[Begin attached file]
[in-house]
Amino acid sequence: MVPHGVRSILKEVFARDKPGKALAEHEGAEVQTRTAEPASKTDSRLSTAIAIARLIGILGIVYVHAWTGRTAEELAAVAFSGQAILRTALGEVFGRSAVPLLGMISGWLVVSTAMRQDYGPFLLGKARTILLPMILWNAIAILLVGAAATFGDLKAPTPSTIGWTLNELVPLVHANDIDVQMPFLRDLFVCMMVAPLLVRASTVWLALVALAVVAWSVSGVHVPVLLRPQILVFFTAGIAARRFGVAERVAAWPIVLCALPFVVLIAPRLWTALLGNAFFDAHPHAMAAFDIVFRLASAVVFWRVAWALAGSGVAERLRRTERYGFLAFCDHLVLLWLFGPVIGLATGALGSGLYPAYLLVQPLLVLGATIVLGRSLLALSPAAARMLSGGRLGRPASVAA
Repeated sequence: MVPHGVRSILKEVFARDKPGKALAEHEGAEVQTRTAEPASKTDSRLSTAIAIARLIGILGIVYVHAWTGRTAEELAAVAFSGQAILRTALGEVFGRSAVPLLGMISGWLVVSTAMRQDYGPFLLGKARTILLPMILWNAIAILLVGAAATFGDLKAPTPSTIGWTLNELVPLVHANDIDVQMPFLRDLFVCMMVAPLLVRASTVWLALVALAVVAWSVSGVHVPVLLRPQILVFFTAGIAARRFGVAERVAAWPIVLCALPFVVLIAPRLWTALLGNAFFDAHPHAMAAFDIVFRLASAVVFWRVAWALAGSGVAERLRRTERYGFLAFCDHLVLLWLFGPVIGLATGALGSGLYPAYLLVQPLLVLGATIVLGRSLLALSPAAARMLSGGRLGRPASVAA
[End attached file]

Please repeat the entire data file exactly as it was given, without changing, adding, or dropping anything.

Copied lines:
[in-house]
Amino acid sequence: MVPHGVRSILKEVFARDKPGKALAEHEGAEVQTRTAEPASKTDSRLSTAIAIARLIGILGIVYVHAWTGRTAEELAAVAFSGQAILRTALGEVFGRSAVPLLGMISGWLVVSTAMRQDYGPFLLGKARTILLPMILWNAIAILLVGAAATFGDLKAPTPSTIGWTLNELVPLVHANDIDVQMPFLRDLFVCMMVAPLLVRASTVWLALVALAVVAWSVSGVHVPVLLRPQILVFFTAGIAARRFGVAERVAAWPIVLCALPFVVLIAPRLWTALLGNAFFDAHPHAMAAFDIVFRLASAVVFWRVAWALAGSGVAERLRRTERYGFLAFCDHLVLLWLFGPVIGLATGALGSGLYPAYLLVQPLLVLGATIVLGRSLLALSPAAARMLSGGRLGRPASVAA
Repeated sequence: MVPHGVRSILKEVFARDKPGKALAEHEGAEVQTRTAEPASKTDSRLSTAIAIARLIGILGIVYVHAWTGRTAEELAAVAFSGQAILRTALGEVFGRSAVPLLGMISGWLVVSTAMRQDYGPFLLGKARTILLPMILWNAIAILLVGAAATFGDLKAPTPSTIGWTLNELVPLVHANDIDVQMPFLRDLFVCMMVAPLLVRASTVWLALVALAVVAWSVSGVHVPVLLRPQILVFFTAGIAARRFGVAERVAAWPIVLCALPFVVLIAPRLWTALLGNAFFDAHPHAMAAFDIVFRLASAVVFWRVAWALAGSGVAERLRRTERYGFLAFCDHLVLLWLFGPVIGLATGALGSGLYPAYLLVQPLLVLGATIVLGRSLLALSPAAARMLSGGRLGRPASVAA